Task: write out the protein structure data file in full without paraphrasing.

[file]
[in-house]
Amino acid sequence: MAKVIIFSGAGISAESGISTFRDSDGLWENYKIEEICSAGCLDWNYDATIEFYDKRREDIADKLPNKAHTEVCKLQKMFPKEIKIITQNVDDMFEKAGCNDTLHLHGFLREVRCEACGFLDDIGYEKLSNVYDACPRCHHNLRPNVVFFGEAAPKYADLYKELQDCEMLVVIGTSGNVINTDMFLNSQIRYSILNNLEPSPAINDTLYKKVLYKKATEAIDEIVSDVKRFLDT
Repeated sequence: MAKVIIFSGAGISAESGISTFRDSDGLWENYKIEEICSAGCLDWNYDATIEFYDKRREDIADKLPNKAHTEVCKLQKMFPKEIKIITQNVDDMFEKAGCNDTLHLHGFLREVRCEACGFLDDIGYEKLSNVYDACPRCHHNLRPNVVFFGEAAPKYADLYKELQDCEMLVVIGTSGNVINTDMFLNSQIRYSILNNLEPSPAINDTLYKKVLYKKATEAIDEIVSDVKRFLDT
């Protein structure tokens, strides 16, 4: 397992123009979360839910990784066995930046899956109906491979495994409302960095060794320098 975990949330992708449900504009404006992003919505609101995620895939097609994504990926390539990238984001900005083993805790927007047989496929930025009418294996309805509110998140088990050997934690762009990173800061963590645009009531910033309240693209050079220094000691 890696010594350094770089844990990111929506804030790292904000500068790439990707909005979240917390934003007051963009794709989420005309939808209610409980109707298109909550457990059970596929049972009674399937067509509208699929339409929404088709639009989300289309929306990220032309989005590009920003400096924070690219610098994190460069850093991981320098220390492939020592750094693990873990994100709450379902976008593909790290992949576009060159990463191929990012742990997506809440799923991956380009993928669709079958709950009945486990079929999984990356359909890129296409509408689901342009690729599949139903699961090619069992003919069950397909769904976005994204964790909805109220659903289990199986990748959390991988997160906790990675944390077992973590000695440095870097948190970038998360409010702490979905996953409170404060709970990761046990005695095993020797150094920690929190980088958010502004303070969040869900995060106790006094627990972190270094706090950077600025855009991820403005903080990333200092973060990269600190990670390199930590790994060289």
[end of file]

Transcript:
[in-house]
Amino acid sequence: MAKVIIFSGAGISAESGISTFRDSDGLWENYKIEEICSAGCLDWNYDATIEFYDKRREDIADKLPNKAHTEVCKLQKMFPKEIKIITQNVDDMFEKAGCNDTLHLHGFLREVRCEACGFLDDIGYEKLSNVYDACPRCHHNLRPNVVFFGEAAPKYADLYKELQDCEMLVVIGTSGNVINTDMFLNSQIRYSILNNLEPSPAINDTLYKKVLYKKATEAIDEIVSDVKRFLDT
Repeated sequence: MAKVIIFSGAGISAESGISTFRDSDGLWENYKIEEICSAGCLDWNYDATIEFYDKRREDIADKLPNKAHTEVCKLQKMFPKEIKIITQNVDDMFEKAGCNDTLHLHGFLREVRCEACGFLDDIGYEKLSNVYDACPRCHHNLRPNVVFFGEAAPKYADLYKELQDCEMLVVIGTSGNVINTDMFLNSQIRYSILNNLEPSPAINDTLYKKVLYKKATEAIDEIVSDVKRFLDT
């Protein structure tokens, strides 16, 4: 397992123009979360839910990784066995930046899956109906491979495994409302960095060794320098 975990949330992708449900504009404006992003919505609101995620895939097609994504990926390539990238984001900005083993805790927007047989496929930025009418294996309805509110998140088990050997934690762009990173800061963590645009009531910033309240693209050079220094000691 890696010594350094770089844990990111929506804030790292904000500068790439990707909005979240917390934003007051963009794709989420005309939808209610409980109707298109909550457990059970596929049972009674399937067509509208699929339409929404088709639009989300289309929306990220032309989005590009920003400096924070690219610098994190460069850093991981320098220390492939020592750094693990873990994100709450379902976008593909790290992949576009060159990463191929990012742990997506809440799923991956380009993928669709079958709950009945486990079929999984990356359909890129296409509408689901342009690729599949139903699961090619069992003919069950397909769904976005994204964790909805109220659903289990199986990748959390991988997160906790990675944390077992973590000695440095870097948190970038998360409010702490979905996953409170404060709970990761046990005695095993020797150094920690929190980088958010502004303070969040869900995060106790006094627990972190270094706090950077600025855009991820403005903080990333200092973060990269600190990670390199930590790994060289």